3.12 Children’s centres receive support from the central Early Years Team in terms of training, quality and data/performance monitoring. They also receive central support for budget monitoring, management, HR support, and Health and Safety support with some centres receiving support from property and asset management.
3.13 Each locality has a Business Support Officer managed through the BIBS service but based in a children’s centre. The budgets for these support services sit outside the current children’s centres budget but could be impacted by the proposed changes described below.
3.14 There are a number of contracts covering services such as speech and language service in the centres and one with Citizens Advice Bureau to deliver a service in children’s centres. These are essential to meet core outcomes and provide a high quality service. There are also various spot purchased, smaller contracts for other service delivery but children’s centre staff and strategic partners (particularly health and JCP) deliver most of the services. The two main contracts cost approx. £600K and a new two year contract was agreed starting April 2014.
3.15 A provider is also commissioned centrally to deliver crèche facilities across the centres. This is an essential element to both deliver high quality experience for young children and to enable parents/carers to attend groups/trainings (parenting, adult education, preparation for work, etc) knowing their children are well cared for on site.
Current and proposed change programme
3.16 The change programme for children’s centres to deliver savings and a sustainable
service going forward is in three phases:
3.17 Phase One comprised the deletion of children’s centre locality management from the organisational structure (one tier of middle management). The statutory functions for sufficiency, integrated early childhood service planning and performance management were incorporated into the central team of Early Years and Family Support Service. Consultation took place with three affected members of staff and the posts were deleted from the structure from 1 April 2014 with the full budget saving of £154k being achieved for 2014/15.
3.18 Phase Two comprises the reconfiguration of Barham Library Children’s Centre, St Raphael’s Intergenerational Centre and Treetops Children’s Centre to provide children’s centre nursery places via private and voluntary providers. This change was approved by Cabinet in July and the early years team is working with Property Services and Legal Services to develop suitable agreements and get the new provision in place.
3.20 Under this model the selected provider will resource and develop the required universal services and the Local Authority will fund the targeted Early Intervention services for the most vulnerable families. Under this model the strategic role for the Early Years Service will be to secure good quality children’s centres, challenge practice and performance management, supporting good Ofsted outcomes and focusing resources on the targeted households and other families with additional needs.
3.21 Essentially this model attempts to deliver a similar level of service to the current model (or potentially better) for a reduced level of resourcing from the local authority.
It looks to future sustainability, since external service providers will have the ability to leverage in additional funds from their own contacts for example the National Lottery, European funding, etc which the current service, as a council service, cannot access.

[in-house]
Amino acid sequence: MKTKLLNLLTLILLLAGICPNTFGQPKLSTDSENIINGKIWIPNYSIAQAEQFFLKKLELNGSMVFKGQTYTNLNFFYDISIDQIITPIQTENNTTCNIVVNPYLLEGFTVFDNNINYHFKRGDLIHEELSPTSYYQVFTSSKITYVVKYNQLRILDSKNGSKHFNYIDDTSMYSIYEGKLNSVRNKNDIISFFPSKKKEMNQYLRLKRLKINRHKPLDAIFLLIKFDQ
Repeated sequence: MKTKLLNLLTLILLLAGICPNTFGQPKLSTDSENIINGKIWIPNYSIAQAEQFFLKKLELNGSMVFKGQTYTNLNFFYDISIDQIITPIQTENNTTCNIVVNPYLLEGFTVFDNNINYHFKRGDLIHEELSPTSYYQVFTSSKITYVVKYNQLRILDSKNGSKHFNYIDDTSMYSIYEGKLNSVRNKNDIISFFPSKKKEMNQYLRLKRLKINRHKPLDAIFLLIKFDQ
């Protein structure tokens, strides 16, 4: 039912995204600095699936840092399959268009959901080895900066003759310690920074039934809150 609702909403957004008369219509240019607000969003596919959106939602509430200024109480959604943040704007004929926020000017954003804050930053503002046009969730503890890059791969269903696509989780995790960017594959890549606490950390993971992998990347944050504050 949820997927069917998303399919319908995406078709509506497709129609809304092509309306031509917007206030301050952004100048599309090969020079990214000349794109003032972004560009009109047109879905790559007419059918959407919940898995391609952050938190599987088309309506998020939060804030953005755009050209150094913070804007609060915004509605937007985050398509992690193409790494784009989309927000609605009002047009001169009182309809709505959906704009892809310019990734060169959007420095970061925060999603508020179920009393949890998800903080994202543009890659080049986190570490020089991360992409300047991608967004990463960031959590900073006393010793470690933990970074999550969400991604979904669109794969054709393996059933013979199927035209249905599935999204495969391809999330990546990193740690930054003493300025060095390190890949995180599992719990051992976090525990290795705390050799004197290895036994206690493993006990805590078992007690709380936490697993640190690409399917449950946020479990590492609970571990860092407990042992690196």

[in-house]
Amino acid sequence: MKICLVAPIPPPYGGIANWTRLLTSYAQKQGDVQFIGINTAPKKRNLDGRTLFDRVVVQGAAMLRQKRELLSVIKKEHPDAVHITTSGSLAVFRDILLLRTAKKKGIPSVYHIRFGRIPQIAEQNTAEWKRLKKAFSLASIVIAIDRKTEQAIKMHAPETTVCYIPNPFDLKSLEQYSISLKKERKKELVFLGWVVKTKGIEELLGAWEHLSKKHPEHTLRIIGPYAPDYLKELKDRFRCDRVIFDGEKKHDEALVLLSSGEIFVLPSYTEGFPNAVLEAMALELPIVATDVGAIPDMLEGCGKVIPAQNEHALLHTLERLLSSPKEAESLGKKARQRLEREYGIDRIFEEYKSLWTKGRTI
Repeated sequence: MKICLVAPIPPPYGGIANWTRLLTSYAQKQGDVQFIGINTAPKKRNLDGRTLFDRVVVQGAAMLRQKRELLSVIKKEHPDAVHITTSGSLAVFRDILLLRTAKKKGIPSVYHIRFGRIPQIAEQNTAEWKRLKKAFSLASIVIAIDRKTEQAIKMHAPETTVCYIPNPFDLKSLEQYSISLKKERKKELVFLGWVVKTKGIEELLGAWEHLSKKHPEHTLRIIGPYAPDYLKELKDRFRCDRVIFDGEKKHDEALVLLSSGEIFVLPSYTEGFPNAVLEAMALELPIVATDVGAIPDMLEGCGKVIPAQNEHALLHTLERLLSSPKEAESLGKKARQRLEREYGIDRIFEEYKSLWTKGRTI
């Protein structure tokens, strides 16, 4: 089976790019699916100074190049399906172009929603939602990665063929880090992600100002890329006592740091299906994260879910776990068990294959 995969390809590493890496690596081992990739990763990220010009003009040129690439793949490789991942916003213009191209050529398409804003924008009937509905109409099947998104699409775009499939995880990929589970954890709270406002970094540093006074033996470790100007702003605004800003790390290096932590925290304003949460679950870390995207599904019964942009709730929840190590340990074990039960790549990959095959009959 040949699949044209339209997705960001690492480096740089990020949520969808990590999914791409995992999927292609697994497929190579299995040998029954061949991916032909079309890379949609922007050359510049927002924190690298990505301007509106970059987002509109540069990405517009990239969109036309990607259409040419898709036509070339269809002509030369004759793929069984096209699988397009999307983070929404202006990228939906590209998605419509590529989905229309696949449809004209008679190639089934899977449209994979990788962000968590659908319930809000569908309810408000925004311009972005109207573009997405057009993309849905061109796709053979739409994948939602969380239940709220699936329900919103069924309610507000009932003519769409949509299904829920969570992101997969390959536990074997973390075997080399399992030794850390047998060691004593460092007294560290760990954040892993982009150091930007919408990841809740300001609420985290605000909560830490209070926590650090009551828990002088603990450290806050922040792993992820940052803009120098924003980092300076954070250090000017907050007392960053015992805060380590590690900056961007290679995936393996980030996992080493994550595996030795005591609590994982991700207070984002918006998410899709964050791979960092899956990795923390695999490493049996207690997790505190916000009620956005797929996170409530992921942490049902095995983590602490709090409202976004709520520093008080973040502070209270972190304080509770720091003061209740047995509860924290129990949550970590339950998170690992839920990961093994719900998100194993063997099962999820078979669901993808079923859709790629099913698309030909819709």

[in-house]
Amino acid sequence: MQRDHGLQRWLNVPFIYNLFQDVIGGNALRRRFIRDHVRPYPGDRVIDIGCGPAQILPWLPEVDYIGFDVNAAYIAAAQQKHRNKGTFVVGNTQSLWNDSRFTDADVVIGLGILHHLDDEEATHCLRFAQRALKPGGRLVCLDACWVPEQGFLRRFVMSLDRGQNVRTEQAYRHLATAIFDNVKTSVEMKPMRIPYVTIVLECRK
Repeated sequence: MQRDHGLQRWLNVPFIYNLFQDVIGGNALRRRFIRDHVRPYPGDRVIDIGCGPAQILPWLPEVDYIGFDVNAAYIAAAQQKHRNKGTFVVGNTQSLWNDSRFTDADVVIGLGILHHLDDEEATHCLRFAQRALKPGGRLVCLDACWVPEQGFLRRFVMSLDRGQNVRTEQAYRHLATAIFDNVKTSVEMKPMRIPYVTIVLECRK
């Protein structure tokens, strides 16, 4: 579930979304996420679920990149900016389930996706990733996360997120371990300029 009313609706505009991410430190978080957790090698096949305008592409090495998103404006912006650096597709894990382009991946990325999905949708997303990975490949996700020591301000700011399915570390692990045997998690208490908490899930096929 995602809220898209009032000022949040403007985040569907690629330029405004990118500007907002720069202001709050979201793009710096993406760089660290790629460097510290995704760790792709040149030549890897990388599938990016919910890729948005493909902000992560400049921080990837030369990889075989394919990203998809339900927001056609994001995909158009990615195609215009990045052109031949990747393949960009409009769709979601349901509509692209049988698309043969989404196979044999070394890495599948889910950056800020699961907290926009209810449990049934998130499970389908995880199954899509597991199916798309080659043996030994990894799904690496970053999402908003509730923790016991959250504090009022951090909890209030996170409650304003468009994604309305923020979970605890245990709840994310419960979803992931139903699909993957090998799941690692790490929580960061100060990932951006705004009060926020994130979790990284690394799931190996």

3.22 The partnership delivery model proposed is one that has been put in place in other local authorities and there are several strong providers present in the market. The contract would specify outcomes from the centres and the council would fund the targeted work, while the contractor would be expected to provide universal services using volunteers and by raising funding from other sources. They would be given the use of the buildings such that they could diversify community use if it contributed to the essential aims of the children’s centres and the core services were successfully delivered. This has the potential for wider community benefits.
3.23 The local authority would retain its statutory responsibilities around sufficiency, quality and data provision to whoever manages the service and any agreement will specifically address this and allow access and opportunity to fulfil the requirements.
3.24 This recommendation to consult excludes the children’s centres managed by SLA by the Governing Body of Curzon and Fawood Maintained Nursery schools (Fawood, Curzon and Challenge House children’s centres). This is because at these centres, the children’s centre functions are fully integrated within the Fawood and Curzon Children’s Centre Partnership with efficiency in terms of support and overheads as well as good outcomes. The Partnership Governing Body through an SLA has responsibility for three sites, including Challenge House.
3.25 The Curzon and Fawood Partnership SLA operates without any payment for overheads such as HR, ITU or business support. This Partnership also draws less on the central team, in terms of training, pre-post Ofsted support, etc since they operate with the autonomy of a school.
3.26 The physical integration of centre and nursery provision is complete in particular at Fawood where it was built as an integrated centre, so that to change or disaggregate this would be difficult and costly.
3.27 The Partnership has had successive successful children’s centre Ofsted inspections;
indeed the latest report highlights the quality of the work that could support others and the headteacher is currently seconded part time to lead the quality team in the local authority. The leadership of the Partnership has also been utilised to work and support other centres over time. It would not be appropriate to change this successful partnership arrangement and keeping this outside the proposed contract is not thought, at this stage, to affect the viability of the package.
Experience of other local authorities
3.28 Clearly children’s centre cost savings are a live issue for the majority of local authorities. It appears from discussion with London DCSs that other London authorities are achieving cost savings by moving to a locality model and therefore reducing management and staff costs by having a team working across a group of centres. This saving has been banked already in Brent. Some local authorities have closed a large number of children’s centres and diminished the service.
3.29 Information on other authorities’ approach to savings is limited but Appendix One shows the experience of four local authorities in going down the partnership route